Search Images Maps Play YouTube News Gmail Drive More »
Sign in
Screen reader users: click this link for accessible mode. Accessible mode has the same essential features but works better with your reader.

Patents

  1. Advanced Patent Search
Publication numberUS5576245 A
Publication typeGrant
Application numberUS 07/978,201
Publication dateNov 19, 1996
Filing dateNov 18, 1992
Priority dateOct 8, 1987
Fee statusPaid
Also published asUS5164325, US5298781
Publication number07978201, 978201, US 5576245 A, US 5576245A, US-A-5576245, US5576245 A, US5576245A
InventorsAdrian I. Cogan, Richard A. Blanchard
Original AssigneeSiliconix Incorporated
Export CitationBiBTeX, EndNote, RefMan
External Links: USPTO, USPTO Assignment, Espacenet
Method of making vertical current flow field effect transistor
US 5576245 A
Abstract
A transistor constructed in accordance with our invention includes an N+ substrate, an N- region formed on the N+ substrate, a P- body region formed on the N- region, and an N+ source region formed on the P- body region. A vertical groove extends through the N+, P- and N- regions, and an insulating layer is formed on the groove walls. A polysilicon gate is formed inside the groove. Of importance, the portion of the insulating layer between the polysilicon and the N+ region and the insulating layer between the polysilicon and the N+ substrate is thicker than the portion of the insulating layer between the polysilicon gate and the P- body region. Because of the enhanced thickness of the portions of the .insulating layer between the gate and N+ substrate, the transistor constructed in accordance with our invention is less susceptible to premature field induced breakdown.
Images(24)
Previous page
Next page
Claims(6)
We claim:
1. A method for making a transistor comprising the steps of:
providing a first semiconductor region of a first conductivity type;
providing a second semiconductor region of said first conductivity type on said first region, said second region having a first portion having a dopant concentration less than the dopant concentration of said first region;
forming a first groove in said second region;
extending said first groove to at least said first region;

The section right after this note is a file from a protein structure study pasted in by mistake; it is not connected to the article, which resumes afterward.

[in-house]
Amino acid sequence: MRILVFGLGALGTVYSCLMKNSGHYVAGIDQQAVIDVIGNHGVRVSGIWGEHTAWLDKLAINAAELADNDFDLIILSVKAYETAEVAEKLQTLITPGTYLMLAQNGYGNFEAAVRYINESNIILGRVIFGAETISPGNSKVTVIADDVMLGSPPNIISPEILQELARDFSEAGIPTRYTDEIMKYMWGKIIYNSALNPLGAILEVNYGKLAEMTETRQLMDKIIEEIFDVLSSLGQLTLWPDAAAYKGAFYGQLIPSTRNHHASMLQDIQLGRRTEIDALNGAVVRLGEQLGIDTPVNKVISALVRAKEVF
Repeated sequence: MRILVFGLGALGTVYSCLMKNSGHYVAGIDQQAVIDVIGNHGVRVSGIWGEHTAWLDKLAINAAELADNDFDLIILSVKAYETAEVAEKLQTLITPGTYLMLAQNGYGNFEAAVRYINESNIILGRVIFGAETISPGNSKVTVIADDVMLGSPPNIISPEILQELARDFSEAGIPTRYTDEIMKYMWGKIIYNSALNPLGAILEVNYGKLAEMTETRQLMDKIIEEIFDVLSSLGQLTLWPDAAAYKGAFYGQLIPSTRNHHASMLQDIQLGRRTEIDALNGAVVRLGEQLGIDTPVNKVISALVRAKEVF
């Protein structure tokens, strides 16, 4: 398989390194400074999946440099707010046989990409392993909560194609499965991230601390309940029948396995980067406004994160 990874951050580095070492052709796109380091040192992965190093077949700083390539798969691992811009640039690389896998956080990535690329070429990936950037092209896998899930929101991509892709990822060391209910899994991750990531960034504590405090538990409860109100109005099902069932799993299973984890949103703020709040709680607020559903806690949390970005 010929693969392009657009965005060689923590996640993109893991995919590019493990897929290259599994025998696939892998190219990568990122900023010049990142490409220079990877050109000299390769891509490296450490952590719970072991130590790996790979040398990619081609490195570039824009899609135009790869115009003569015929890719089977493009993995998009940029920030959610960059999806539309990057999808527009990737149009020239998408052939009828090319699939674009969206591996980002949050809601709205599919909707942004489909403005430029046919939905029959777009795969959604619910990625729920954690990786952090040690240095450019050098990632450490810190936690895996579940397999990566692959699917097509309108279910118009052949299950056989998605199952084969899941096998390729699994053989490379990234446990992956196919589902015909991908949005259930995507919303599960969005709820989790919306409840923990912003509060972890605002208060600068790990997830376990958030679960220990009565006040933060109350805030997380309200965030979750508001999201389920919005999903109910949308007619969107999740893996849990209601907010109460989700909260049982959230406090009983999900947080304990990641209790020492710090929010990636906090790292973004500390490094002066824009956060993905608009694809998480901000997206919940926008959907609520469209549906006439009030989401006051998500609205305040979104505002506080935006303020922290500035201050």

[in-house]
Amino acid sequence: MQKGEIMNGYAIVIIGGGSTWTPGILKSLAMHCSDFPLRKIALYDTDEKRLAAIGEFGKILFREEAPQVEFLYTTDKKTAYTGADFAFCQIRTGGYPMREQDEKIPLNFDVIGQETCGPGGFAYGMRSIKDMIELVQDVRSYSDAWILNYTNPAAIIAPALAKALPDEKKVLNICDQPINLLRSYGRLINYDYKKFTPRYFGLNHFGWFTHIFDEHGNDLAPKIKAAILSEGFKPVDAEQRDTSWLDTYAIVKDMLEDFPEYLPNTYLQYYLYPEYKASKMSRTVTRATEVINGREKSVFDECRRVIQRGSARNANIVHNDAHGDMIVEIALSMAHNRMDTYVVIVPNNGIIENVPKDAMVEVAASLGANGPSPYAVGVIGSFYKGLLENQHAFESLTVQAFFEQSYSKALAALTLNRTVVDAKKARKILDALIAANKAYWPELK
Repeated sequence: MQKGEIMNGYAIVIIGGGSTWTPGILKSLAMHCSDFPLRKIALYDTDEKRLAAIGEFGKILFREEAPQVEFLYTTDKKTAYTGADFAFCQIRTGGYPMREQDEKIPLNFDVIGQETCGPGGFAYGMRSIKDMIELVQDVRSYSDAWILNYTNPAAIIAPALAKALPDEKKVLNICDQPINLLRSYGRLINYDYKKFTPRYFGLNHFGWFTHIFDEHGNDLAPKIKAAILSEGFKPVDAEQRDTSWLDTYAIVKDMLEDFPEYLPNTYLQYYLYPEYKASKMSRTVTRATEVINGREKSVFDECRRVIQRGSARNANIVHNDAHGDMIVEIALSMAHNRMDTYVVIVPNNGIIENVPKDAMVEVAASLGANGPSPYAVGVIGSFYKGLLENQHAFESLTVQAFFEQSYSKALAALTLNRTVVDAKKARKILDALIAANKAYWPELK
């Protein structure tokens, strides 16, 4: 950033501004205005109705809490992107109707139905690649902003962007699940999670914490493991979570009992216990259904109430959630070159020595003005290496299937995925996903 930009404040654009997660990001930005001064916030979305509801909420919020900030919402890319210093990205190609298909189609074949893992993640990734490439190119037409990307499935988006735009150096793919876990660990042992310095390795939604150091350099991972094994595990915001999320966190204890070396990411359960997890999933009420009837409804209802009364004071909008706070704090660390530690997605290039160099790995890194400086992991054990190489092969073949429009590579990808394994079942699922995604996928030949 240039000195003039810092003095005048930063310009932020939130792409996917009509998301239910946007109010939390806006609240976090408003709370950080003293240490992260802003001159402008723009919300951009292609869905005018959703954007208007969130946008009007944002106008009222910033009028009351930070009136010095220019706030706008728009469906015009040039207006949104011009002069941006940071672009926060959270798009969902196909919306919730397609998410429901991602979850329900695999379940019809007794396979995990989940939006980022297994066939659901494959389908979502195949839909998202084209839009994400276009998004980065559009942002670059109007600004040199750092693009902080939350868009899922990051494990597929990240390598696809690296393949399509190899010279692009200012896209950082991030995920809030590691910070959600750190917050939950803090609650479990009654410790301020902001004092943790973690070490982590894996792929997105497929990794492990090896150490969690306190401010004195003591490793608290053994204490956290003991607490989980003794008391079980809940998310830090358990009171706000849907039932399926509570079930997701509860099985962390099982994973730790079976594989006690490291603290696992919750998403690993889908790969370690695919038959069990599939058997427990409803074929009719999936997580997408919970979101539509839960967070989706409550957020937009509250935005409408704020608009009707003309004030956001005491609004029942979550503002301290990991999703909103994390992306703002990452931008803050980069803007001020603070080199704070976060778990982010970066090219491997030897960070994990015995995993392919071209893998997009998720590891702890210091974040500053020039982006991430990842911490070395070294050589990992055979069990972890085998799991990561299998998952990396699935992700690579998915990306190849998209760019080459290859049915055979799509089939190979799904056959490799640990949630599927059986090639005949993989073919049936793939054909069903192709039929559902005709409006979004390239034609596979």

forming a first insulator on the bottom but not on the sidewalls of said first groove;
forming a second insulator over the bottom and sidewalls of said first groove; and
forming a first conductor in said groove.
2. The method of claim 1 wherein the first conductor comprises a gate of said transistor.
3. The method of claim 1 wherein the first semiconductor region comprises a source/drain region of said transistor, and the second semiconductor region comprises a source/drain region of said transistor.
4. A method for making a transistor comprising the steps of:
providing a first semiconductor region of a first conductivity type;
providing a second semiconductor region of said first conductivity type on said first region, said second region having a dopant concentration less than the dopant concentration of said first region;
providing on the second region a third semiconductor region of a second conductivity type opposite to the first conductivity type;
providing a fourth semiconductor region of the first conductivity type on the third region;
forming a groove in said fourth, third and second regions;
extending said groove to at least said first region;
forming a first insulator on the bottom but not on the sidewalls of said groove;
forming a second insulator over the bottom and sidewalls of said groove; and
forming a conductor in said groove.
5. The method of claim 4 wherein the conductor comprises a gate of said transistor.
6. The method of claim 4 wherein the first semiconductor region comprises a source/drain region of said transistor, and the fourth semiconductor region comprises a source/drain region of said transistor.
Description

This application is a division of application Ser. No. 07/910,864, filed Jul. 8, 1992 now U.S. Pat. No. 5,298,781, which is a division of application Ser. No. 07,107,725, filed Oct. 8, 1987, now U.S. Pat. No. 5,164,325.

This Application is related to our U.S. patent application Ser. No. 95,481, now U.S. Pat. No. 4,791,462 entitled "Dense Vertical J-Mos Transistor", filed Sep. 10, 1987, now U.S. Pat. No. 4,791,462 incorporated herein by reference.

BACKGROUND OF THE INVENTION

This invention relates to MOS transistors and more specifically to vertical current flow MOSFETs.